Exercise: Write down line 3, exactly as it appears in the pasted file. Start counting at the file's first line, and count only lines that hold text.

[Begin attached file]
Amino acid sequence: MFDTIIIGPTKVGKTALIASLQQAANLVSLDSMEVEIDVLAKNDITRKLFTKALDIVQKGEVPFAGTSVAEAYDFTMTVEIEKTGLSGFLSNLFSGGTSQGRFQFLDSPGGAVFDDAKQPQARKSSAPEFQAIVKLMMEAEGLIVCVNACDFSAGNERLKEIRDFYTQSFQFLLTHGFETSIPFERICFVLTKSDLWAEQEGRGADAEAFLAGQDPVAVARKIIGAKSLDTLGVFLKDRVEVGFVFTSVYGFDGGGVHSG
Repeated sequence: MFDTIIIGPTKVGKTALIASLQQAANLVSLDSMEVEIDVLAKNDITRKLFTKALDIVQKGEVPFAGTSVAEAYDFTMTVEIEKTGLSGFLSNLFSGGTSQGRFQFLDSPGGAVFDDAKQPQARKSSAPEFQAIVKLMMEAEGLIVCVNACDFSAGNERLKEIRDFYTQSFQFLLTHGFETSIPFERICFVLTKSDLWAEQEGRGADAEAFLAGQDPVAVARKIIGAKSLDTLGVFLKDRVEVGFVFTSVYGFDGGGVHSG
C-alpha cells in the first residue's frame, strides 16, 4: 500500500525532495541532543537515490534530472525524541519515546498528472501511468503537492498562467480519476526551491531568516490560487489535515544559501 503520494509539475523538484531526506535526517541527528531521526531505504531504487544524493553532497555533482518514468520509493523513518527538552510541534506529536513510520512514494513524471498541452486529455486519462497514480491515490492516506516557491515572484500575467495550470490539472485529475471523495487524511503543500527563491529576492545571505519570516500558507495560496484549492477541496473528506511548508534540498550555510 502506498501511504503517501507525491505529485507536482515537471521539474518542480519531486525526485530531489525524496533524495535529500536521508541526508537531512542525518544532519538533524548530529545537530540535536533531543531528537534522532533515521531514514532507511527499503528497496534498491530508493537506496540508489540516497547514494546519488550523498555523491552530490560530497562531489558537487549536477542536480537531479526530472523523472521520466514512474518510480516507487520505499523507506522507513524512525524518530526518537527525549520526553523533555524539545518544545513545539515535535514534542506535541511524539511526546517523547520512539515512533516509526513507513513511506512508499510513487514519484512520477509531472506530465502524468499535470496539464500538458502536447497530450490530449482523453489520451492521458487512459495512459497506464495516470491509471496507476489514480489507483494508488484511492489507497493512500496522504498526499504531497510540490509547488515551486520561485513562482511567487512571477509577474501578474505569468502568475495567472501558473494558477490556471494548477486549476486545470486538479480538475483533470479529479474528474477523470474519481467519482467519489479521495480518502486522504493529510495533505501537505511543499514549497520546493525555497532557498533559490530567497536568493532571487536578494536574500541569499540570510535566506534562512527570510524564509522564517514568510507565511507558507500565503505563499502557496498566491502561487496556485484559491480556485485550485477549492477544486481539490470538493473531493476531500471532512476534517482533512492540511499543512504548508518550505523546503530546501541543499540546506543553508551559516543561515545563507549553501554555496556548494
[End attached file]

C-alpha cells in the first residue's frame, strides 16, 4: 500500500525532495541532543537515490534530472525524541519515546498528472501511468503537492498562467480519476526551491531568516490560487489535515544559501 503520494509539475523538484531526506535526517541527528531521526531505504531504487544524493553532497555533482518514468520509493523513518527538552510541534506529536513510520512514494513524471498541452486529455486519462497514480491515490492516506516557491515572484500575467495550470490539472485529475471523495487524511503543500527563491529576492545571505519570516500558507495560496484549492477541496473528506511548508534540498550555510 502506498501511504503517501507525491505529485507536482515537471521539474518542480519531486525526485530531489525524496533524495535529500536521508541526508537531512542525518544532519538533524548530529545537530540535536533531543531528537534522532533515521531514514532507511527499503528497496534498491530508493537506496540508489540516497547514494546519488550523498555523491552530490560530497562531489558537487549536477542536480537531479526530472523523472521520466514512474518510480516507487520505499523507506522507513524512525524518530526518537527525549520526553523533555524539545518544545513545539515535535514534542506535541511524539511526546517523547520512539515512533516509526513507513513511506512508499510513487514519484512520477509531472506530465502524468499535470496539464500538458502536447497530450490530449482523453489520451492521458487512459495512459497506464495516470491509471496507476489514480489507483494508488484511492489507497493512500496522504498526499504531497510540490509547488515551486520561485513562482511567487512571477509577474501578474505569468502568475495567472501558473494558477490556471494548477486549476486545470486538479480538475483533470479529479474528474477523470474519481467519482467519489479521495480518502486522504493529510495533505501537505511543499514549497520546493525555497532557498533559490530567497536568493532571487536578494536574500541569499540570510535566506534562512527570510524564509522564517514568510507565511507558507500565503505563499502557496498566491502561487496556485484559491480556485485550485477549492477544486481539490470538493473531493476531500471532512476534517482533512492540511499543512504548508518550505523546503530546501541543499540546506543553508551559516543561515545563507549553501554555496556548494